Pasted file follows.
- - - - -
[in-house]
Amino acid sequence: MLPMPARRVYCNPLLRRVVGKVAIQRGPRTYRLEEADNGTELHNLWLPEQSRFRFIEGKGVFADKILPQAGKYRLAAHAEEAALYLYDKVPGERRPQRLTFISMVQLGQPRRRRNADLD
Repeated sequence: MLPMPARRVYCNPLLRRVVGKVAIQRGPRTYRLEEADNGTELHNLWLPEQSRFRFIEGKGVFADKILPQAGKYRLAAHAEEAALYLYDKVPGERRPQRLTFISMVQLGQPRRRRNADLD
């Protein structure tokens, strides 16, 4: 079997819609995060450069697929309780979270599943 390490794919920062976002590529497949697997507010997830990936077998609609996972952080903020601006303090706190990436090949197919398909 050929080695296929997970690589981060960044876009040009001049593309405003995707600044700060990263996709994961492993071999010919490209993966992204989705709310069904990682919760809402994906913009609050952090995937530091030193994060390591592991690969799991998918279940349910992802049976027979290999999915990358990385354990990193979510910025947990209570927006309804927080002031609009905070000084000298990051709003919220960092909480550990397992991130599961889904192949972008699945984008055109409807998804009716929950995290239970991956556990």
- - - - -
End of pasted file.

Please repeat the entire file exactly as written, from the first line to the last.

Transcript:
[in-house]
Amino acid sequence: MLPMPARRVYCNPLLRRVVGKVAIQRGPRTYRLEEADNGTELHNLWLPEQSRFRFIEGKGVFADKILPQAGKYRLAAHAEEAALYLYDKVPGERRPQRLTFISMVQLGQPRRRRNADLD
Repeated sequence: MLPMPARRVYCNPLLRRVVGKVAIQRGPRTYRLEEADNGTELHNLWLPEQSRFRFIEGKGVFADKILPQAGKYRLAAHAEEAALYLYDKVPGERRPQRLTFISMVQLGQPRRRRNADLD
């Protein structure tokens, strides 16, 4: 079997819609995060450069697929309780979270599943 390490794919920062976002590529497949697997507010997830990936077998609609996972952080903020601006303090706190990436090949197919398909 050929080695296929997970690589981060960044876009040009001049593309405003995707600044700060990263996709994961492993071999010919490209993966992204989705709310069904990682919760809402994906913009609050952090995937530091030193994060390591592991690969799991998918279940349910992802049976027979290999999915990358990385354990990193979510910025947990209570927006309804927080002031609009905070000084000298990051709003919220960092909480550990397992991130599961889904192949972008699945984008055109409807998804009716929950995290239970991956556990």